Question: What Is Your Most Kafkaesque Car-Registration Experience?

Murilee Martin
by Murilee Martin
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question what is your most kafkaesque car registration experience

As I gather parts for my 1941 Plymouth sedan road-racer project, I’ve also been slogging my way through the bureaucratic obstacle course that is registering a title-less car that spent 45 years sitting in a Colorado high desert field. I’ve lived in three states during my car-owning years: California, Georgia, and Colorado. Each is what I call a Front License Plate State (FLPS), meaning car-registration procedures are less informal than what you get in states that issue only rear license plates, and so my car-registering experience features many episodes that might have been scripted by this guy. In a FLPS, you will find yourself shunted down numerous tail-chasing infinite loops when attempting to, say, get license plates for a ’58 DKW on a ’70 Ford Courier frame that you bought from a mysterious out-of-state guy who then became the Antarctic Consul for Lesotho. My search for a ’41 Plymouth title has (so far) involved a title search, a lien search, a certified VIN verification (not to be confused with a regular VIN verification; the certified type may be performed only at the office of one of four authorized police departments in Colorado), an appraisal by a registered Colorado car dealer, a surety bond for twice the appraised value, and a dozen lengthy trips to my local DMV… and, compared to some of my California experiences, this is easy. How about you?

Note that we’re not talking about Kafkaesque traffic ticket experiences here; that will be the subject of a future Question of the Day. Share your most nightmarish title/plate/tags-obtainment experiences with us. Those of you who live in flag-of-convenience states or countries can go ahead and gloat at the rest of us. If you haven’t read The Trial yet, you’re in luck— it’s available for free on the Gutenberg Project’s site!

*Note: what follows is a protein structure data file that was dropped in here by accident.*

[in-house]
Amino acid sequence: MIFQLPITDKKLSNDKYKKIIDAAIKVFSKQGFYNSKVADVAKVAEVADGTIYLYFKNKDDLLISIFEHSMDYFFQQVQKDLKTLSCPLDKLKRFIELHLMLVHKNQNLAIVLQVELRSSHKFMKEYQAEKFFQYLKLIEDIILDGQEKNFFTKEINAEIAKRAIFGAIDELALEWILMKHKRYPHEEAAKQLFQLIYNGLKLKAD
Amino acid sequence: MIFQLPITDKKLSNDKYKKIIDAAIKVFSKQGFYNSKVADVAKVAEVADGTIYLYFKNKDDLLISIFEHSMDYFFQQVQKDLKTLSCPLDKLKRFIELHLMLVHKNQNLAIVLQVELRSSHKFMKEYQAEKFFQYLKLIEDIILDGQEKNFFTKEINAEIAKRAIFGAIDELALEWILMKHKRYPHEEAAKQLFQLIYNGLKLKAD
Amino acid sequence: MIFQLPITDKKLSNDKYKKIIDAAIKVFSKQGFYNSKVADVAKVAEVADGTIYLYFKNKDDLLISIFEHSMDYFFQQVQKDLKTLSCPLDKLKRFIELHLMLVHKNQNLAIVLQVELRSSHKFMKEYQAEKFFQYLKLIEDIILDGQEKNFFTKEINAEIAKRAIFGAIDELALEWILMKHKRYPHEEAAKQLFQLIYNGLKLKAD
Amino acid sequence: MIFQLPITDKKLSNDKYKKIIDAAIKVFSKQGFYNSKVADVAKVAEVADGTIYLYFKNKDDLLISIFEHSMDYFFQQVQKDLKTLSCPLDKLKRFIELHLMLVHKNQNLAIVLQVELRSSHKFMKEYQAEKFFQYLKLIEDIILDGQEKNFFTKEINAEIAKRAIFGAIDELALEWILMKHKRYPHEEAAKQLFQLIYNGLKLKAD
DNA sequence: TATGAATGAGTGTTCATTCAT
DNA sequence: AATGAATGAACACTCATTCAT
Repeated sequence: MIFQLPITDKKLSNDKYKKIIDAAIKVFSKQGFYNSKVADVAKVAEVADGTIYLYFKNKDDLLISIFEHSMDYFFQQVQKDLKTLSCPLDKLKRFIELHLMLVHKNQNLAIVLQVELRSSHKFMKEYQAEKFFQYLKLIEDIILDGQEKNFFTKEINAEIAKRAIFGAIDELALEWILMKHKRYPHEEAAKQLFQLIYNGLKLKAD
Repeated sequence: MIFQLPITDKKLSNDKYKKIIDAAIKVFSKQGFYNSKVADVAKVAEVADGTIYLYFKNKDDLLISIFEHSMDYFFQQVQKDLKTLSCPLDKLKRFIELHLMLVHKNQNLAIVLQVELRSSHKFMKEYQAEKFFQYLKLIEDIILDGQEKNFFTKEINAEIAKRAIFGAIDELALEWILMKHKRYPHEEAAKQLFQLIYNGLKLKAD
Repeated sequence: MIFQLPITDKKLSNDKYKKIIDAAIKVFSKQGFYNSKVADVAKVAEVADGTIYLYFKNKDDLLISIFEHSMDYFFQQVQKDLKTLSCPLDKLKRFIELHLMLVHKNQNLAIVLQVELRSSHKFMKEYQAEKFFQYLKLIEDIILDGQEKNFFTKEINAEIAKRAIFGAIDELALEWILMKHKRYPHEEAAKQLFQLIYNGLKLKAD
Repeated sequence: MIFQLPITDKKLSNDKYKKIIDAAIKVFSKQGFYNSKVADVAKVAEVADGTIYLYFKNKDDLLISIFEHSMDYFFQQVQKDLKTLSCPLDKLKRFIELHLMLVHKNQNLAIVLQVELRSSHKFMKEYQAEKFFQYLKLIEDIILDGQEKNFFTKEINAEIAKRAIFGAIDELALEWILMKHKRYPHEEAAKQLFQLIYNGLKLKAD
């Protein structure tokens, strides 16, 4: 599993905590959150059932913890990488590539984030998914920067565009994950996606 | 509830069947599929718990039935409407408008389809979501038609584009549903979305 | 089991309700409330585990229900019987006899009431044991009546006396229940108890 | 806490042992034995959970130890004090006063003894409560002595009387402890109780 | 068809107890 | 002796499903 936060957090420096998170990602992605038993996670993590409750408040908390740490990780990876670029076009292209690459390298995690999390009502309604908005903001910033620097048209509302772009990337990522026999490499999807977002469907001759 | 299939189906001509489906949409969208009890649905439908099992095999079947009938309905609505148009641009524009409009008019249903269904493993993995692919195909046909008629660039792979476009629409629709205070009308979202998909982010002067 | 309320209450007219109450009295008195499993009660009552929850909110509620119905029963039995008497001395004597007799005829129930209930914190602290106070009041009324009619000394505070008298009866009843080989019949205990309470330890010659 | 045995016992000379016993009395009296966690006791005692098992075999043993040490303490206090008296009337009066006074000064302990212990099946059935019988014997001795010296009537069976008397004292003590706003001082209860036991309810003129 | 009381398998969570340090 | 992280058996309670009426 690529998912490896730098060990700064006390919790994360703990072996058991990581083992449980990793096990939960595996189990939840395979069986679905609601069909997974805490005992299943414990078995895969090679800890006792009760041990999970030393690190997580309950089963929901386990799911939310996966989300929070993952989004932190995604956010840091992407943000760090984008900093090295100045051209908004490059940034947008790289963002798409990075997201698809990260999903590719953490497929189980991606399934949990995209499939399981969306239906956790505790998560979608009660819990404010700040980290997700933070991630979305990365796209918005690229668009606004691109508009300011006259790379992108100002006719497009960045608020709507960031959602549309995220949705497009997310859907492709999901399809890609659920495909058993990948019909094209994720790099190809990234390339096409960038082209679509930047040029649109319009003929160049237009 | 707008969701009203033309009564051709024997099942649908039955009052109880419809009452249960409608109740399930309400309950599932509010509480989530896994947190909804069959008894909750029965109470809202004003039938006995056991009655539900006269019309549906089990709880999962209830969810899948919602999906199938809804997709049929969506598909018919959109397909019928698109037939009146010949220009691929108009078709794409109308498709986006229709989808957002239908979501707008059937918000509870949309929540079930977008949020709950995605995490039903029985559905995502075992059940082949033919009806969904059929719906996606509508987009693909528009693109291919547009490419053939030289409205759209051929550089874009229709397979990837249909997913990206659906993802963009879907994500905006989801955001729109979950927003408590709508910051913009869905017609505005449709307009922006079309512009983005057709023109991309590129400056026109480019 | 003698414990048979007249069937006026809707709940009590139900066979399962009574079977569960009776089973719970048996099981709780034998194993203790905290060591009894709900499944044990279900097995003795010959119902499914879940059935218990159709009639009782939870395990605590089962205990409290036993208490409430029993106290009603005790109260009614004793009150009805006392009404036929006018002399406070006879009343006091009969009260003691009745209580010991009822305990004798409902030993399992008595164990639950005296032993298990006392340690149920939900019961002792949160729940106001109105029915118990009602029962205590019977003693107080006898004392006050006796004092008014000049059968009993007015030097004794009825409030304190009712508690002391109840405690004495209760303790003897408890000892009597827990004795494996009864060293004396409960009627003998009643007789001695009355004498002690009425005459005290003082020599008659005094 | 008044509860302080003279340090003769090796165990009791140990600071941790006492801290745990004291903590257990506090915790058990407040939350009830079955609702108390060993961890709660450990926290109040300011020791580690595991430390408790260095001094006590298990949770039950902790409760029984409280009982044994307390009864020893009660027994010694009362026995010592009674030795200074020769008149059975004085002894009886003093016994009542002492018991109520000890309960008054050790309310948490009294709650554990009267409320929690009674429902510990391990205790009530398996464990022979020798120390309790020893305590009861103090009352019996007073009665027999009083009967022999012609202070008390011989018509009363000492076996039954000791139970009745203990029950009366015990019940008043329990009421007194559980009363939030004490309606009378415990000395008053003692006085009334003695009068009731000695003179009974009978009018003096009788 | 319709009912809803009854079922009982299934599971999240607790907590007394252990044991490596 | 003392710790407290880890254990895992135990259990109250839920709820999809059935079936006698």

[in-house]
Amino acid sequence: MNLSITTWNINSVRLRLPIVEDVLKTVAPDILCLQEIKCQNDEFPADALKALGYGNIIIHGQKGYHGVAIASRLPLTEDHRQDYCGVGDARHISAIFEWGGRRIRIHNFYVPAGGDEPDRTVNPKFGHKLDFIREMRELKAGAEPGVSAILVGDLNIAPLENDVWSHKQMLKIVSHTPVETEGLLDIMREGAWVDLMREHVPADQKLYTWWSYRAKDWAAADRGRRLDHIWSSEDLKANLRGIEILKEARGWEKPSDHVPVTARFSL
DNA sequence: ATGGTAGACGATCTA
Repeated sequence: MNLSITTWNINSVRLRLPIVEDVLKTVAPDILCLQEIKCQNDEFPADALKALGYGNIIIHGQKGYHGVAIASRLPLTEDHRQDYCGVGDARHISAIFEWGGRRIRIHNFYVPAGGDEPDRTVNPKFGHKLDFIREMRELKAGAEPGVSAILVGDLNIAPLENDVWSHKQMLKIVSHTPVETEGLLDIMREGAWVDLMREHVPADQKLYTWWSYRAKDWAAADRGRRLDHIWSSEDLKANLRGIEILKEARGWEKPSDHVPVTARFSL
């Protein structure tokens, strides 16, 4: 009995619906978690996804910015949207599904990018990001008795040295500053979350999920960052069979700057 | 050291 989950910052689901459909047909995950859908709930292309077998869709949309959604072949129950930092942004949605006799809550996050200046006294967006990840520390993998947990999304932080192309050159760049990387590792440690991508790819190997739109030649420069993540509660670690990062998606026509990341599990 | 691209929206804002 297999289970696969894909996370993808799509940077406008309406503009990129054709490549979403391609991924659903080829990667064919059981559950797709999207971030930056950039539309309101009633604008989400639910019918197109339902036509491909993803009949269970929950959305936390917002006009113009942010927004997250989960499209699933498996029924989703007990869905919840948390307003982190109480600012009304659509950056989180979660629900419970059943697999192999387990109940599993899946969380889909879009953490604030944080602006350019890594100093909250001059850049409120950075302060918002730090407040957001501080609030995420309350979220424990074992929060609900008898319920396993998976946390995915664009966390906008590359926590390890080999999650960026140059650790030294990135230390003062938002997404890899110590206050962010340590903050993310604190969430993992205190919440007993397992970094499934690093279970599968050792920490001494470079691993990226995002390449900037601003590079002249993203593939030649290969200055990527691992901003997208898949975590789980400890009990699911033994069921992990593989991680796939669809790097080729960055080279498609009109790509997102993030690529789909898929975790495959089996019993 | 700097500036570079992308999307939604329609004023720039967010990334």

But when K. had the confidence to try and do all this the difficulty of composing the documents was too much for him. Earlier, just a week or so before, he could only have felt shame at the thought of being made to write out such documents himself; it had never entered his head that the task could also be difficult. He remembered one morning when, already piled up with work, he suddenly shoved everything to one side and took a pad of paper on which he sketched out some of his thoughts on how documents of this sort should proceed. Perhaps he would offer them to that slow-witted lawyer, but just then the door of the manager’s office opened and the deputy-director entered the room with a loud laugh. K. was very embarrassed, although the deputy-director, of course, was not laughing at K.’s documents, which he knew nothing about, but at a joke he had just heard about the stock-exchange, a joke which needed an illustration if it was to be understood, and now the deputy- director leant over K.’s desk, took his pencil from his hand, and drew the illustration on the writing pad that K. had intended for his ideas about his case.

Murilee Martin
Murilee Martin

Writer d'Elegance Brougham Landau.

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  • ReSa ReSa on Sep 20, 2013

    Sheesh! And I thought we had it tough in Europe! As a Dutchman I bought an Audi A4 from a German dealership a few years back an imported it into Holland. After I bought it, the Dealership passed me the European Type Approval certificate plus the title. It then took me about two hours to go through customs and registration in Holland: 1. German Title, Type Approval and passport were checked 2. European stolen car database was checked 3. Technical safety inspection plus environmental check were 4. I Forked over additional taxes for importing a car A week later I had my Dutch Title and registration plus license plates in hand!

    • Windsormarxist Windsormarxist on Sep 20, 2013